How video can improve agricultural practices in Uganda

April 13, 2017
by Bjorn Van Campenhout

Smallholder farmers in the southwestern tip of Uganda farm potatoes to feed their families and to earn some extra income. As part of Pasic, a large policy action project to increase sustainable intensification of cropping systems in Uganda, we found that seed quality is the main factor holding potato farmers back.
Farmers needed to learn two new activities:

  • Positive seed selection: Using the largest tubers for seed stock instead of eating them and only using small, malformed tubers affected by disease as seed stock.
  • Proper seed storage and handling: Dry tubers on racks or on dry grass and inspected regularly for rotten or disease affected tubers.

Using ICT to increase agricultural knowledge

To raise awareness on these two key potato seed quality aspects, we produced two short videos (below). In the first video, Mathias, a potato farmer from the region, points out how farmers can increase yields through positive seed selection. In a second video, Mathias points out the benefits of storing and handling potatoes according to recommended practices.

The videos were shown using Android tablet computers, as information and communications technology (ICT) has been suggested as an important complement to traditional agricultural extension services.

To test if farmers actually learned something from these extension videos, we showed them to randomly selected farmers in the region and subsequently tested their knowledge with a short quiz. The results are summarized in a study published recently in PLoS One.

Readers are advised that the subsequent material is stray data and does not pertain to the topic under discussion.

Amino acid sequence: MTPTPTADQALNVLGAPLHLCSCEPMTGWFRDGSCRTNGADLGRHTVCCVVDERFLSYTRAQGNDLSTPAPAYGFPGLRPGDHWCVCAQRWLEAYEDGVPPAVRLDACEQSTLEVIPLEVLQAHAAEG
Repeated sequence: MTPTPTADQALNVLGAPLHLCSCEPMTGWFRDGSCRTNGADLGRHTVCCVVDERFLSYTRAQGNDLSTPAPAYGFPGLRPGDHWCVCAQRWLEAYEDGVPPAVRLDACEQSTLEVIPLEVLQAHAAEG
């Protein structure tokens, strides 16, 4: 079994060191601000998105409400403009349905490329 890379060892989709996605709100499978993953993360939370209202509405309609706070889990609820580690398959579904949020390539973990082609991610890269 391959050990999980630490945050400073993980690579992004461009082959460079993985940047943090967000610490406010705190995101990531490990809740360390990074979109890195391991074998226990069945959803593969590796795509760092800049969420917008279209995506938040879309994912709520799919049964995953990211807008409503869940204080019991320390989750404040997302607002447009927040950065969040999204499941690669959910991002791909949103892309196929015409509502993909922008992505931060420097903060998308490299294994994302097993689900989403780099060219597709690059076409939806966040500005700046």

We found that farmers who were shown the video on seed selection were more likely to say the largest and healthiest plants should be tagged and followed up to produce seeding material. They also had better knowledge about the ideal size of seed potatoes. Farmers that were shown the video on storage and handling had a better understanding of how seeds should be stored.

More interestingly, we found knowledge effects that appear to go beyond what was shown in the video. Farmers that were shown the video on, for instance, seed selection also seem to have gained knowledge about storage and handling. This suggests that farmers go beyond simply absorbing information and actively process what is shown in the video and apply this in different contexts. More research on how this finding can be used to make agricultural extension videos more effective is needed.

Obviously, showing a video and finding that knowledge has increased is only a first step. Farmers now also have to act upon this knowledge. To find this out, we will visit the farmers again after the next season. But for now at least, we can concluded that short videos can be a valuable tool to increase knowledge among smallholder farmers.

Bjorn Van Campenhout is a Research Fellow in IFPRI's Development Strategy and Governance Division. This post originally appeared on the ICTworks blog.